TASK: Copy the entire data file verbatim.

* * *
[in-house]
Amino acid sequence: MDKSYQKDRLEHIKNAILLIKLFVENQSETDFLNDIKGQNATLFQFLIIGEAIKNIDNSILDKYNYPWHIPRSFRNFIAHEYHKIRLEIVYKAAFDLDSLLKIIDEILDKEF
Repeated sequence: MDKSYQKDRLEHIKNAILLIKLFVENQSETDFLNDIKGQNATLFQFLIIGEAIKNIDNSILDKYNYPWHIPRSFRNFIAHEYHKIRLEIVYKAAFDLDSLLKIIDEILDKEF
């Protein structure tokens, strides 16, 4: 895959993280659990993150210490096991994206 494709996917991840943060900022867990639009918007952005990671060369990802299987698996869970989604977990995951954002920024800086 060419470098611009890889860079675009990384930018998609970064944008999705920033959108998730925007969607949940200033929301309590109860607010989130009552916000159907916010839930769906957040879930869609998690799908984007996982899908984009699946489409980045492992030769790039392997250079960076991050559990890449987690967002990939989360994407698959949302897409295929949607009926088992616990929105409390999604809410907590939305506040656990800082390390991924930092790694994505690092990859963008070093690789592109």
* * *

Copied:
[in-house]
Amino acid sequence: MDKSYQKDRLEHIKNAILLIKLFVENQSETDFLNDIKGQNATLFQFLIIGEAIKNIDNSILDKYNYPWHIPRSFRNFIAHEYHKIRLEIVYKAAFDLDSLLKIIDEILDKEF
Repeated sequence: MDKSYQKDRLEHIKNAILLIKLFVENQSETDFLNDIKGQNATLFQFLIIGEAIKNIDNSILDKYNYPWHIPRSFRNFIAHEYHKIRLEIVYKAAFDLDSLLKIIDEILDKEF
């Protein structure tokens, strides 16, 4: 895959993280659990993150210490096991994206 494709996917991840943060900022867990639009918007952005990671060369990802299987698996869970989604977990995951954002920024800086 060419470098611009890889860079675009990384930018998609970064944008999705920033959108998730925007969607949940200033929301309590109860607010989130009552916000159907916010839930769906957040879930869609998690799908984007996982899908984009699946489409980045492992030769790039392997250079960076991050559990890449987690967002990939989360994407698959949302897409295929949607009926088992616990929105409390999604809410907590939305506040656990800082390390991924930092790694994505690092990859963008070093690789592109």